Date: July 7th, 2022.
Congress has a chance to reduce child poverty by about one-third by making permanent the Child Tax Credit (CTC) that was in effect during 2021. Evidence suggests that the benefits of doing so would far outweigh the costs.
Last year, the American Rescue Plan expanded the CTC, paid it monthly, and made it fully refundable, meaning that the entire amount could be received even by low-income families with little or no earnings. These changes reduced the monthly child poverty rate by about one-third beginning with the first payment in July 2021, keeping 3.7 million children off of the poverty rolls by the end of the year. Food insecurity for recipients also fell by 6.1 percentage points, far outpacing the decline in food insecurity amongst non-recipients. But the expansion and full refundability expired at the end of 2021.
Congress is now considering making the 2021 changes permanent. Recently, during a hearing of the House Select Committee on Economic Disparity and Fairness in Growth, several Republican committee members criticized the expanded CTC, claiming that it disincentivized work.
This criticism is part of a paradoxical refrain about women’s choices. When women with children stay at home, some conservatives criticize them for not working. But when mothers work, other conservatives criticize them for not being with their kids. The correct response to those criticisms is that the CTC gives parents the resources that enable them to make the best choices for their families.
In addition, the focus on women’s labor supply is misleading, for two reasons.
First and foremost, the focus of a children’s tax credit should be…children. Children born into poverty face social and economic situations that are not of their doing.
Alleviating childhood poverty has lifelong consequences. One study found that even a one-time average benefit of $1,300 for low-income families with infants raised the earnings of those children in young adulthood. These benefits more than paid for themselves by increasing subsequent income tax revenue.
A host of other studies find that increasing government assistance for young children boosts high school graduation rates, college enrollment, wages, and tax payments while decreasing the likelihood of being incarcerated or needing government assistance as adults. The effects of being poor are so severe that children raised in poverty have significantly less gray matter brain development than more fortunate kids, leading to permanent differences in educational outcomes.
The other reason why disincentives to work are the wrong focus for CTC discussions is that the effects are uncertain and likely to be small. There is little evidence that the expanded CTC caused women’s labor supply to decline. One recent NBER working paper found no empirical evidence that parents receiving the CTC worked less in 2021, regardless of their income level. This study corroborates a report by our Tax Policy Center colleague Elaine Maag and other researchers at the Urban Institute who found that there wasn’t any significant difference in employment between households who received the payments and those who did not.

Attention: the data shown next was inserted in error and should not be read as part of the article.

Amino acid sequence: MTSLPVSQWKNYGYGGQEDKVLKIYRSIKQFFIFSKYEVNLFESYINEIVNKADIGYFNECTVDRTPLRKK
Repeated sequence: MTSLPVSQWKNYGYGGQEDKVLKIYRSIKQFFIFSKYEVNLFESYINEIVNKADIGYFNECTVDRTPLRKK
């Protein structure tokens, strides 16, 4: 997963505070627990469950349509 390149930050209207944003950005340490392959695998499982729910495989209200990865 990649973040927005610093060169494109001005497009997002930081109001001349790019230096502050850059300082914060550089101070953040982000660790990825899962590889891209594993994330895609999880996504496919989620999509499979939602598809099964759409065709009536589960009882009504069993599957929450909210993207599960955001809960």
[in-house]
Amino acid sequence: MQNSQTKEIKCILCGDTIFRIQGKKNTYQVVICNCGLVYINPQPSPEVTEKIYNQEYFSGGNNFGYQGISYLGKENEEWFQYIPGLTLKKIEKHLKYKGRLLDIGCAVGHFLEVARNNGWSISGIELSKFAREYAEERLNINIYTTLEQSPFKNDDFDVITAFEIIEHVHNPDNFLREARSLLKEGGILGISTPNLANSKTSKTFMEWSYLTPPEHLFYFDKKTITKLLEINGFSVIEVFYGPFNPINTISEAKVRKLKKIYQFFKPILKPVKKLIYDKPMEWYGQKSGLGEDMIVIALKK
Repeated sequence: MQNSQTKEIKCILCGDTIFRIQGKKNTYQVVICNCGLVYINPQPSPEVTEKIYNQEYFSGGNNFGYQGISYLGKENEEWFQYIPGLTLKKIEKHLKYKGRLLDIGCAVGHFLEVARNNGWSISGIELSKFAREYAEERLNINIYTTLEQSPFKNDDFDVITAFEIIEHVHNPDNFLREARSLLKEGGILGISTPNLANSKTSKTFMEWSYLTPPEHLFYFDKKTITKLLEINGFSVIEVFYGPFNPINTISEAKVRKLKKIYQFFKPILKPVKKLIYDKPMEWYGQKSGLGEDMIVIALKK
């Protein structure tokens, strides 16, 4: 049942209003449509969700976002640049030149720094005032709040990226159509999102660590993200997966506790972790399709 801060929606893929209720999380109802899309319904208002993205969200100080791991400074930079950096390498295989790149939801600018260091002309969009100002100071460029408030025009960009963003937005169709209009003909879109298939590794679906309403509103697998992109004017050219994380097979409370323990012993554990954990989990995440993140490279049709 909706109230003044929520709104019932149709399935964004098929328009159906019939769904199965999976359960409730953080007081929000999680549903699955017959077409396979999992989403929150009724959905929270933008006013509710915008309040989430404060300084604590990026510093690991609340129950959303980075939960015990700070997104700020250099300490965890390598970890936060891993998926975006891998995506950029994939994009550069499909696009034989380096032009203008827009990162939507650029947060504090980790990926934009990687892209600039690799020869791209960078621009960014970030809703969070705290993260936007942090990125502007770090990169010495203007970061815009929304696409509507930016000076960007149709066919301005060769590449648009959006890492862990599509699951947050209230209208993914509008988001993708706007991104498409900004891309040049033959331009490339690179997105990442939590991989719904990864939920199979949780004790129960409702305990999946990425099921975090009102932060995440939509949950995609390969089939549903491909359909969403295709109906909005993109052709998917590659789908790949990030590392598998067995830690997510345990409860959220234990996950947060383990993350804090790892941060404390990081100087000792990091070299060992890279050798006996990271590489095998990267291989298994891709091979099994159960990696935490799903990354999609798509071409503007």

Instead, some data indicate that people stopped working only after they no longer received the monthly payments. After the expanded CTC expired, employment declined for recipients compared to non-recipients, suggesting that some families were using their checks to pay for childcare, thereby increasing labor force participation rates among parents.
Many permanent cash assistance programs do not appear to negatively impact labor force participation either. The Alaska Permanent Fund provides a yearly dividend to all Alaskan residents. Yet research shows that, nearly 40 years after that program was first implemented, there has been no change in the employment rate. Any decline in incentives to work has been offset by increased demand for workers to produce goods and services that residents purchase with their extra income.
Another study looked at a broad range of cash assistance programs and found effectively no reduction in the employment rate from program participation. Even in the most generous case, a negative income tax experiment where individuals received far more than any proposed CTC payment, employment declined only slightly.
When the costs of raising children in poverty are so great and the lifelong benefits of even small cash allowances so significant, expanding the CTC is a bargain.
Programs in other countries tell a similar story. For example, when Canada expanded and restructured its child allowance in 2015 and 2016, the poverty rate for mothers declined while employment stayed constant.
In short, the evidence for declining labor force participation with an expanded CTC is weak and such arguments miss the larger point. When the costs of raising children in poverty are so great and the lifelong benefits of even small cash allowances so significant, expanding the CTC is a bargain.